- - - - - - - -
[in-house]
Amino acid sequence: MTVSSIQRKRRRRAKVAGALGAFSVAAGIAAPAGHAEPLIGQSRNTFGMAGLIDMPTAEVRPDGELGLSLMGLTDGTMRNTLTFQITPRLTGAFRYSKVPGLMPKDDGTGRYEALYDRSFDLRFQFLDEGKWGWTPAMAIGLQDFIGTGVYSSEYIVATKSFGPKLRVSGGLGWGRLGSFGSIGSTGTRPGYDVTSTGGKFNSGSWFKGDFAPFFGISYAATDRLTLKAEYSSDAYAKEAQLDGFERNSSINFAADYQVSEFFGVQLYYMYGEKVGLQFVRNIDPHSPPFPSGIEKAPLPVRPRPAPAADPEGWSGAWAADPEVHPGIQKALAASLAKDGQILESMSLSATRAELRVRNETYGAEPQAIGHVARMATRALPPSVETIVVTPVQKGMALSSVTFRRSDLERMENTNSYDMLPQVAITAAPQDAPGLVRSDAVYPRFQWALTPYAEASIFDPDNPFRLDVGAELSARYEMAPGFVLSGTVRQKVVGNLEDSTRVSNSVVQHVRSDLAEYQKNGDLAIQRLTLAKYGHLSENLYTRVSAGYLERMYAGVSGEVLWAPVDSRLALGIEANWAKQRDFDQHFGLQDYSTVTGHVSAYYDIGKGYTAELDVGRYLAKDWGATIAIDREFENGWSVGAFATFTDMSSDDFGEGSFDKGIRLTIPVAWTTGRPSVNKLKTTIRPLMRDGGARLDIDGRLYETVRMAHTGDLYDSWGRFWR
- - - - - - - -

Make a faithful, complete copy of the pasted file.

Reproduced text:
[in-house]
Amino acid sequence: MTVSSIQRKRRRRAKVAGALGAFSVAAGIAAPAGHAEPLIGQSRNTFGMAGLIDMPTAEVRPDGELGLSLMGLTDGTMRNTLTFQITPRLTGAFRYSKVPGLMPKDDGTGRYEALYDRSFDLRFQFLDEGKWGWTPAMAIGLQDFIGTGVYSSEYIVATKSFGPKLRVSGGLGWGRLGSFGSIGSTGTRPGYDVTSTGGKFNSGSWFKGDFAPFFGISYAATDRLTLKAEYSSDAYAKEAQLDGFERNSSINFAADYQVSEFFGVQLYYMYGEKVGLQFVRNIDPHSPPFPSGIEKAPLPVRPRPAPAADPEGWSGAWAADPEVHPGIQKALAASLAKDGQILESMSLSATRAELRVRNETYGAEPQAIGHVARMATRALPPSVETIVVTPVQKGMALSSVTFRRSDLERMENTNSYDMLPQVAITAAPQDAPGLVRSDAVYPRFQWALTPYAEASIFDPDNPFRLDVGAELSARYEMAPGFVLSGTVRQKVVGNLEDSTRVSNSVVQHVRSDLAEYQKNGDLAIQRLTLAKYGHLSENLYTRVSAGYLERMYAGVSGEVLWAPVDSRLALGIEANWAKQRDFDQHFGLQDYSTVTGHVSAYYDIGKGYTAELDVGRYLAKDWGATIAIDREFENGWSVGAFATFTDMSSDDFGEGSFDKGIRLTIPVAWTTGRPSVNKLKTTIRPLMRDGGARLDIDGRLYETVRMAHTGDLYDSWGRFWR